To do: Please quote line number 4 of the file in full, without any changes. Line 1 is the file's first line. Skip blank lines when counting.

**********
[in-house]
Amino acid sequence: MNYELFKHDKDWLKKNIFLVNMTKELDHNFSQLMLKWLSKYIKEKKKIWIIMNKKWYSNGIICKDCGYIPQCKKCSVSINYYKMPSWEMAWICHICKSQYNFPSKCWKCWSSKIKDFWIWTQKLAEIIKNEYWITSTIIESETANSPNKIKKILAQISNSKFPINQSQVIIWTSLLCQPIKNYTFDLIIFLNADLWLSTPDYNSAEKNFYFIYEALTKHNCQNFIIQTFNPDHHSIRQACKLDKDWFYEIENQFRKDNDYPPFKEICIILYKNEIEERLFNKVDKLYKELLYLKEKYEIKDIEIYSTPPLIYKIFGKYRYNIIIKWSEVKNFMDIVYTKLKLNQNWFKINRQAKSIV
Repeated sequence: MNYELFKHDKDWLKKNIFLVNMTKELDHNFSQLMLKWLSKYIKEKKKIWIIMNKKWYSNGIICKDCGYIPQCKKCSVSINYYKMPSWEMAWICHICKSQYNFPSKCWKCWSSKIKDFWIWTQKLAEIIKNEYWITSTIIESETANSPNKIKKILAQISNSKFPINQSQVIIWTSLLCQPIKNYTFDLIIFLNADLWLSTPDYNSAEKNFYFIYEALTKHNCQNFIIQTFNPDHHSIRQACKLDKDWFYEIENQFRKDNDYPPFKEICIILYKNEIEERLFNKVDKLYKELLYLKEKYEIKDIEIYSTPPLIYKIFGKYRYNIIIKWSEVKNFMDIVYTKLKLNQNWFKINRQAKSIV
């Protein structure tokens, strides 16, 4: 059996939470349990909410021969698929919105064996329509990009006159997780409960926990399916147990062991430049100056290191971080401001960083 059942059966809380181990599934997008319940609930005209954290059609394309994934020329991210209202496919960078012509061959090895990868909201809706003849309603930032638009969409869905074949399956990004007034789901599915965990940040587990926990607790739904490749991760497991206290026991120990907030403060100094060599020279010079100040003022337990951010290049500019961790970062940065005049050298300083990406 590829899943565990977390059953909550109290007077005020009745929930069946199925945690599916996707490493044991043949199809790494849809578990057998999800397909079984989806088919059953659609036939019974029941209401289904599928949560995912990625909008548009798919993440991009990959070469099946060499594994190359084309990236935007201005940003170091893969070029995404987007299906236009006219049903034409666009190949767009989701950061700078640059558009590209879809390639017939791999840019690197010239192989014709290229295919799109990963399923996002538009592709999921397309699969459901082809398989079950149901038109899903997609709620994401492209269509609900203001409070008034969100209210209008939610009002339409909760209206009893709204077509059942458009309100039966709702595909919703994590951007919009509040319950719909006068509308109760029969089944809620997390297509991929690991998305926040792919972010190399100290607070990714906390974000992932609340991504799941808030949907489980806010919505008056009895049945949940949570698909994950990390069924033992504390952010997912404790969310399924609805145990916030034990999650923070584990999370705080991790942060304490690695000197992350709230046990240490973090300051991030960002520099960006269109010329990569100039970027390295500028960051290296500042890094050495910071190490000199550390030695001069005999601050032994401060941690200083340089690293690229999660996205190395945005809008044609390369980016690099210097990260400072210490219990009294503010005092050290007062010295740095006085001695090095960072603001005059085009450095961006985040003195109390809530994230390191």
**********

């Protein structure tokens, strides 16, 4: 059996939470349990909410021969698929919105064996329509990009006159997780409960926990399916147990062991430049100056290191971080401001960083 059942059966809380181990599934997008319940609930005209954290059609394309994934020329991210209202496919960078012509061959090895990868909201809706003849309603930032638009969409869905074949399956990004007034789901599915965990940040587990926990607790739904490749991760497991206290026991120990907030403060100094060599020279010079100040003022337990951010290049500019961790970062940065005049050298300083990406 590829899943565990977390059953909550109290007077005020009745929930069946199925945690599916996707490493044991043949199809790494849809578990057998999800397909079984989806088919059953659609036939019974029941209401289904599928949560995912990625909008548009798919993440991009990959070469099946060499594994190359084309990236935007201005940003170091893969070029995404987007299906236009006219049903034409666009190949767009989701950061700078640059558009590209879809390639017939791999840019690197010239192989014709290229295919799109990963399923996002538009592709999921397309699969459901082809398989079950149901038109899903997609709620994401492209269509609900203001409070008034969100209210209008939610009002339409909760209206009893709204077509059942458009309100039966709702595909919703994590951007919009509040319950719909006068509308109760029969089944809620997390297509991929690991998305926040792919972010190399100290607070990714906390974000992932609340991504799941808030949907489980806010919505008056009895049945949940949570698909994950990390069924033992504390952010997912404790969310399924609805145990916030034990999650923070584990999370705080991790942060304490690695000197992350709230046990240490973090300051991030960002520099960006269109010329990569100039970027390295500028960051290296500042890094050495910071190490000199550390030695001069005999601050032994401060941690200083340089690293690229999660996205190395945005809008044609390369980016690099210097990260400072210490219990009294503010005092050290007062010295740095006085001695090095960072603001005059085009450095961006985040003195109390809530994230390191």